2. Line bottom and sides of a 12″ metal pie plate with plastic wrap; set aside. Process pistachios in a food processor until finely chopped. Add 1 cup confectioners’ sugar and process until finely ground. With processor running, slowly add enough egg white to form a smooth dough. Transfer dough to a work surface dusted with confectioners’ sugar and knead until smooth. Using a rolling pin, roll marzipan until ¼″ thick. Cut into 2″-wide strips and line side of pie plate with strips, flattening where they overlap to form one continuous ring; set aside.

3. Heat ¼ cup sugar and ¼ cup water in a saucepan over medium-high heat. Cook until sugar dissolves, then stir in Grand Marnier; set aside. In a large bowl, whisk together remaining sugar, ricotta, vanilla, and cinnamon until smooth, 2–3 minutes; set aside.

4. To assemble, line bottom of prepared pie plate with cake strips, cutting to fit, and then sprinkle with 5 tbsp. Grand Marnier syrup; place ricotta mixture on top of cake and spread evenly to fill pie plate, smoothing top. Cover top of ricotta mixture with remaining cake slices, cutting to fit evenly, and drizzle with remaining syrup; trim excess pistachio marzipan and then wrap pie plate in plastic wrap and refrigerate until chilled, 2 hours. Meanwhile, combine remaining confectioners’ sugar and lemon juice in a medium bowl to make a thick glaze. Invert pie plate onto a serving dish and peel off plastic wrap. Pour glaze over cake to cover evenly. Decorate with candied fruits. Refrigerate cake until set, 2 hours or overnight.

From Peter Salerno’s Kitchen: Eggplant Roulade Recipe

Eggplant Roulade Recipe (Involtini di Melanzane)

Leave it to our friends at Epicurious to come up with yet another stunning adaptation of a classic Sicilian appetizer recipe. This time, Peter Salerno is happy to serve up a fantastic Italian appetizer: eggplant roulade, or involtini di melanzane.

If you love the smoky, savory taste of grilled eggplant, then this recipe is sure to please. According to Epicurious, this preparation of eggplant roulade serves 4 as a side dish or 2 as a main course. We personally prefer to double the recipe and serve 8 for a classic family-style Sicilian appetizer!

Here's a great eggplant roulade recipe from Epicurious. (Photo: Cooking Planit)
Here’s a great eggplant roulade recipe from Epicurious. (Photo: Cooking Planit)

Do you have any recipes you’d like to see Peter Salerno test and feature on Do you want a beautiful custom kitchen of your very own? Leave us a comment, or email!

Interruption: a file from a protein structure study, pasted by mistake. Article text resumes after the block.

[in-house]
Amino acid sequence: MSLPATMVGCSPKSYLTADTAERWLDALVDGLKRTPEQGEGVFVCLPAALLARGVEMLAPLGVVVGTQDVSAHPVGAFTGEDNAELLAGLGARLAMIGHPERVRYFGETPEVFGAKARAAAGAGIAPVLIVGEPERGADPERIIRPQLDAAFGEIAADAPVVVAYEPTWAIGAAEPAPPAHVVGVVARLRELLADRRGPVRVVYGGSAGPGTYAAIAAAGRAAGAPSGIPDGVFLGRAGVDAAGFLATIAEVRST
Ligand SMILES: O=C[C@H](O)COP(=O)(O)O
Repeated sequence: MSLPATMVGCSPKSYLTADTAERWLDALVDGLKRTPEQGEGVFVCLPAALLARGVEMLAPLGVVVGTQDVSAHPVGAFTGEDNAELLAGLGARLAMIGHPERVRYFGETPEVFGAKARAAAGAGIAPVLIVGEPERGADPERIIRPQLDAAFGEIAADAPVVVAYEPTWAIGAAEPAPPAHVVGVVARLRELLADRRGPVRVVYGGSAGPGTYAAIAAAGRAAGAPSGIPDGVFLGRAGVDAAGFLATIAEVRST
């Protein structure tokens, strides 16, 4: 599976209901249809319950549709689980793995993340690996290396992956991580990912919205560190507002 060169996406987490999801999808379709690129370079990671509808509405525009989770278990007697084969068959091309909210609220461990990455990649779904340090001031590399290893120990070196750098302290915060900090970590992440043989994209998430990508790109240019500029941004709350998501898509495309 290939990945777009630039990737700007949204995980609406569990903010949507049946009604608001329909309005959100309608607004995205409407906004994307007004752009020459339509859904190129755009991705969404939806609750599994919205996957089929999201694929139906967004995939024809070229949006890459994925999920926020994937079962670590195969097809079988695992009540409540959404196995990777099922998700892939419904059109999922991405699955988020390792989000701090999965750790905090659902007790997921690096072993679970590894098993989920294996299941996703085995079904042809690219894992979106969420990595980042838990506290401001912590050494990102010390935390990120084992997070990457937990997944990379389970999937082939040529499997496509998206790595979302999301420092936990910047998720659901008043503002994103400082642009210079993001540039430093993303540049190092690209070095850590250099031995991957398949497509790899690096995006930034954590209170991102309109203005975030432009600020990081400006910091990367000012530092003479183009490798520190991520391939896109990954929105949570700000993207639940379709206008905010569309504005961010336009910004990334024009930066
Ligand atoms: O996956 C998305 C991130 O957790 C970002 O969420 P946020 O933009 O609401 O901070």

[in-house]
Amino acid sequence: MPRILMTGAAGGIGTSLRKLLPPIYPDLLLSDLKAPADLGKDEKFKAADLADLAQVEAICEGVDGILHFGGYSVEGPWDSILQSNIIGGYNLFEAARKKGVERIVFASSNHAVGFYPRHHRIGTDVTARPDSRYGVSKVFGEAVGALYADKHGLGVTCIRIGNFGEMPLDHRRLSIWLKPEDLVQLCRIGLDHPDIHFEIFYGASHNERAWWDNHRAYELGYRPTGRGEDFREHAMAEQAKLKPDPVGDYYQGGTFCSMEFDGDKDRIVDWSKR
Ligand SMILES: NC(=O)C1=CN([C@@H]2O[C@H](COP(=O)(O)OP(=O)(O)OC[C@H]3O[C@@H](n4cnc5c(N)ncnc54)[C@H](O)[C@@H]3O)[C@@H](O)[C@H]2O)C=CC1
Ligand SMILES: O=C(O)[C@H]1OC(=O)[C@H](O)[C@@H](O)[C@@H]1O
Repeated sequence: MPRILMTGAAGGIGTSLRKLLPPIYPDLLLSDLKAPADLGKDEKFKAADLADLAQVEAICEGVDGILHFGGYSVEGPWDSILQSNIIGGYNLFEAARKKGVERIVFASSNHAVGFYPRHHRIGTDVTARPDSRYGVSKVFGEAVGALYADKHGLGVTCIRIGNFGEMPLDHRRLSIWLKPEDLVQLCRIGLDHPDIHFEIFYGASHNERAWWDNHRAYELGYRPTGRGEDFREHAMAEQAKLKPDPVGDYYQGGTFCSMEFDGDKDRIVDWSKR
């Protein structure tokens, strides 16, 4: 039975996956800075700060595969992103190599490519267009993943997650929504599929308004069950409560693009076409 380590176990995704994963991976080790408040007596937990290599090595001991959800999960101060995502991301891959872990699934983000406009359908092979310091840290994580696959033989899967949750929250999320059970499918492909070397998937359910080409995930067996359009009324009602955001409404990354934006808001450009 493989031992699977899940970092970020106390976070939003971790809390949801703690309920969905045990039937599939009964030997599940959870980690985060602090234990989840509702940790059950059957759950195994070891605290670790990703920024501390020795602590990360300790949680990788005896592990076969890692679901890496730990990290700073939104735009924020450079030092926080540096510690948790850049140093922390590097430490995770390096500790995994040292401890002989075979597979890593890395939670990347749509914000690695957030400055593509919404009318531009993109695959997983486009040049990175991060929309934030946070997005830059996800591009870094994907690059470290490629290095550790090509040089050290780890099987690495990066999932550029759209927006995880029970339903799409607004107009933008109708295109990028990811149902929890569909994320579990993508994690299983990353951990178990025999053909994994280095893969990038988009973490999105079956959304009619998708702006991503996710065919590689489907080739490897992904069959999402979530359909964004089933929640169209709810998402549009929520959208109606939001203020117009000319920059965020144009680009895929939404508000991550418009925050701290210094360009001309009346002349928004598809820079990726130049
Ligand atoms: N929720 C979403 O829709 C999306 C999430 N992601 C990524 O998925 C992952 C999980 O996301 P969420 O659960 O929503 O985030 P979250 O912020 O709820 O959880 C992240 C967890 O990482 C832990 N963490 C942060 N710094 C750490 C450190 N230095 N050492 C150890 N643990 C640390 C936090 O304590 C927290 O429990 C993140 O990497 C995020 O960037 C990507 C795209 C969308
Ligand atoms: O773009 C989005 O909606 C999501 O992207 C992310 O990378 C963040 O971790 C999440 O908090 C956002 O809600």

Thanks to Epicurious for this recipe.

Recipe: Grilled Eggplant Roulade (Involtini di Melanzane)


  • 1 medium eggplant
  • 4 tablespoons olive oil
  • 3 plum tomatoes
  • 5 dried tomatoes packed in oil
  • 1 small onion
  • 1 garlic clove
  • 2 tablespoons pine nuts
  • 2 tablespoons finely chopped mixed fresh herbs (such as basil, mint, parsley, and tarragon leaves)
  • 1/4 cup crumbled soft mild goat cheese (about 2 ounces)
  • 1 tablespoon freshly grated Parmesan


Prepare grill.

Trim eggplant and cut lengthwise into 1/4-inch-thick slices. Using a total of 3 tablespoons oil for eggplant, lightly brush both sides of each slice with some oil and grill in batches on an oiled rack set 5 to 6 inches over glowing coals until golden brown and tender, about 3 minutes on each side. (Alternatively, broil eggplant under a preheated broiler about 3 inches from heat.) With a metal spatula transfer eggplant as grilled to a platter and keep warm, loosely covered.

Cut an X in blossom end of each plum tomato. Have ready a bowl of ice and cold water. In a small saucepan of boiling water blanch tomatoes 10 seconds and transfer with a slotted spoon to ice water to stop cooking. Peel tomatoes and seed. Chop blanched and dried tomatoes. Mince onion and garlic.

In a 10-inch heavy skillet heat remaining tablespoon oil over moderately high heat until hot but not smoking and sauté onion, garlic, and pine nuts, stirring, until onion and pine nuts are golden. Add blanched and dried tomatoes and herbs and sauté, stirring, until liquid tomatoes give off is evaporated, about 3 minutes. Add goat cheese and Parmesan and cook, stirring, just until melted. Remove skillet from heat and season filling with salt and pepper.

Put a generous tablespoon filling at wide end of an eggplant slice and roll up slice toward narrow end, enclosing filling. Make more roulades in same manner and arrange on a warm platter.

From Peter Salerno’s Kitchen: Eggplant Caponata

Looking for a delicious, authentic Sicilian appetizer or side dish for your next traditional Italian dinner? If you’re looking for a fresh take on classic Sicilian ingredients that’s sure to be a crowd pleaser for even the most discriminating Italian taste buds, then Caponata is the perfect dish for your table.

Caponata (also spelled “capunata”) is a traditional Sicilian eggplant dish that forms a beautiful vegetable salad that pairs perfectly with fish entrees. The eggplant is chopped and fried in olive oil, then served with a melange of vegetables, pine nuts  and celery in a sweet and sour sauce.